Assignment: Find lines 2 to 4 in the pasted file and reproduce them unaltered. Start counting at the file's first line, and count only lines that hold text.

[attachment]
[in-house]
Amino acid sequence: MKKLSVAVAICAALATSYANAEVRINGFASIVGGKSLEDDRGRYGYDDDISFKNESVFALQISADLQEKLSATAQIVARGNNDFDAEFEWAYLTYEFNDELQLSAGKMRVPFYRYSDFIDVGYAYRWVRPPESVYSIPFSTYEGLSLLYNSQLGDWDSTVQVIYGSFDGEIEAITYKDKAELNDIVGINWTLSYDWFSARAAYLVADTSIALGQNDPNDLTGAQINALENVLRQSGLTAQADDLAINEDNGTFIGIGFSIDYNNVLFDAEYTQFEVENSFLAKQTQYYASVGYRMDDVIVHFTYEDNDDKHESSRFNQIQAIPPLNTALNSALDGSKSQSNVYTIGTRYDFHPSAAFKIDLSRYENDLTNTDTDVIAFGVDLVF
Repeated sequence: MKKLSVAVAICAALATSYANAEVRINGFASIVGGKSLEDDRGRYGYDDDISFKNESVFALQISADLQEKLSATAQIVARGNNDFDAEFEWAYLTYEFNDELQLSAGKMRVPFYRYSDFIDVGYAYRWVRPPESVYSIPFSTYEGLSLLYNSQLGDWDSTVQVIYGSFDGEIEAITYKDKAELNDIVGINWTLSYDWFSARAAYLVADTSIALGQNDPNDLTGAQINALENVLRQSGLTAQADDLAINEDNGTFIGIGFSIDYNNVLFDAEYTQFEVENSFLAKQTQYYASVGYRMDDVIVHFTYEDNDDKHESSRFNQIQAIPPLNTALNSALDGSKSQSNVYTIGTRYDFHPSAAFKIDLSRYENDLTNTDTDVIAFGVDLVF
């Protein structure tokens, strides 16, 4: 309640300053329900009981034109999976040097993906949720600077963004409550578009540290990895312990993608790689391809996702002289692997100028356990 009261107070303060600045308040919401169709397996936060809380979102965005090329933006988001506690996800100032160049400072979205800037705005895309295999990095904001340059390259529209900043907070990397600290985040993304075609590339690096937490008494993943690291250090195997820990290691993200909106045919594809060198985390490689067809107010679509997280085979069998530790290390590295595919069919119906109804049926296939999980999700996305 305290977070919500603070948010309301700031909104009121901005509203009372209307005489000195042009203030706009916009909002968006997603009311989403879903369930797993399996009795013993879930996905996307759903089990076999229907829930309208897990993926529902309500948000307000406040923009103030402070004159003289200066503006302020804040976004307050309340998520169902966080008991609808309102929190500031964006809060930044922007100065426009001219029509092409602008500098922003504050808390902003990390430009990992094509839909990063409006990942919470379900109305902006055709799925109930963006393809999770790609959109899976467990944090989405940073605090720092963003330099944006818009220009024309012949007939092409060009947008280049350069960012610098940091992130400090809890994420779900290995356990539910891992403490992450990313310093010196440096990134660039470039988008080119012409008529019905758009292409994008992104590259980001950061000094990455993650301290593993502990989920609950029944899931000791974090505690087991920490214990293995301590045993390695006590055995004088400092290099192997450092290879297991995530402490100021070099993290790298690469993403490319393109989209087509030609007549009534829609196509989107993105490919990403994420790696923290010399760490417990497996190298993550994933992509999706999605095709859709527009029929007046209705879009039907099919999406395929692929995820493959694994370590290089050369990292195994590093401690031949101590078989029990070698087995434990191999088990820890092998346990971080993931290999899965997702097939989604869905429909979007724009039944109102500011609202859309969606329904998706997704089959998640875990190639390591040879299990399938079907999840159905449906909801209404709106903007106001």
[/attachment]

Amino acid sequence: MKKLSVAVAICAALATSYANAEVRINGFASIVGGKSLEDDRGRYGYDDDISFKNESVFALQISADLQEKLSATAQIVARGNNDFDAEFEWAYLTYEFNDELQLSAGKMRVPFYRYSDFIDVGYAYRWVRPPESVYSIPFSTYEGLSLLYNSQLGDWDSTVQVIYGSFDGEIEAITYKDKAELNDIVGINWTLSYDWFSARAAYLVADTSIALGQNDPNDLTGAQINALENVLRQSGLTAQADDLAINEDNGTFIGIGFSIDYNNVLFDAEYTQFEVENSFLAKQTQYYASVGYRMDDVIVHFTYEDNDDKHESSRFNQIQAIPPLNTALNSALDGSKSQSNVYTIGTRYDFHPSAAFKIDLSRYENDLTNTDTDVIAFGVDLVF
Repeated sequence: MKKLSVAVAICAALATSYANAEVRINGFASIVGGKSLEDDRGRYGYDDDISFKNESVFALQISADLQEKLSATAQIVARGNNDFDAEFEWAYLTYEFNDELQLSAGKMRVPFYRYSDFIDVGYAYRWVRPPESVYSIPFSTYEGLSLLYNSQLGDWDSTVQVIYGSFDGEIEAITYKDKAELNDIVGINWTLSYDWFSARAAYLVADTSIALGQNDPNDLTGAQINALENVLRQSGLTAQADDLAINEDNGTFIGIGFSIDYNNVLFDAEYTQFEVENSFLAKQTQYYASVGYRMDDVIVHFTYEDNDDKHESSRFNQIQAIPPLNTALNSALDGSKSQSNVYTIGTRYDFHPSAAFKIDLSRYENDLTNTDTDVIAFGVDLVF
């Protein structure tokens, strides 16, 4: 309640300053329900009981034109999976040097993906949720600077963004409550578009540290990895312990993608790689391809996702002289692997100028356990 009261107070303060600045308040919401169709397996936060809380979102965005090329933006988001506690996800100032160049400072979205800037705005895309295999990095904001340059390259529209900043907070990397600290985040993304075609590339690096937490008494993943690291250090195997820990290691993200909106045919594809060198985390490689067809107010679509997280085979069998530790290390590295595919069919119906109804049926296939999980999700996305 305290977070919500603070948010309301700031909104009121901005509203009372209307005489000195042009203030706009916009909002968006997603009311989403879903369930797993399996009795013993879930996905996307759903089990076999229907829930309208897990993926529902309500948000307000406040923009103030402070004159003289200066503006302020804040976004307050309340998520169902966080008991609808309102929190500031964006809060930044922007100065426009001219029509092409602008500098922003504050808390902003990390430009990992094509839909990063409006990942919470379900109305902006055709799925109930963006393809999770790609959109899976467990944090989405940073605090720092963003330099944006818009220009024309012949007939092409060009947008280049350069960012610098940091992130400090809890994420779900290995356990539910891992403490992450990313310093010196440096990134660039470039988008080119012409008529019905758009292409994008992104590259980001950061000094990455993650301290593993502990989920609950029944899931000791974090505690087991920490214990293995301590045993390695006590055995004088400092290099192997450092290879297991995530402490100021070099993290790298690469993403490319393109989209087509030609007549009534829609196509989107993105490919990403994420790696923290010399760490417990497996190298993550994933992509999706999605095709859709527009029929007046209705879009039907099919999406395929692929995820493959694994370590290089050369990292195994590093401690031949101590078989029990070698087995434990191999088990820890092998346990971080993931290999899965997702097939989604869905429909979007724009039944109102500011609202859309969606329904998706997704089959998640875990190639390591040879299990399938079907999840159905449906909801209404709106903007106001």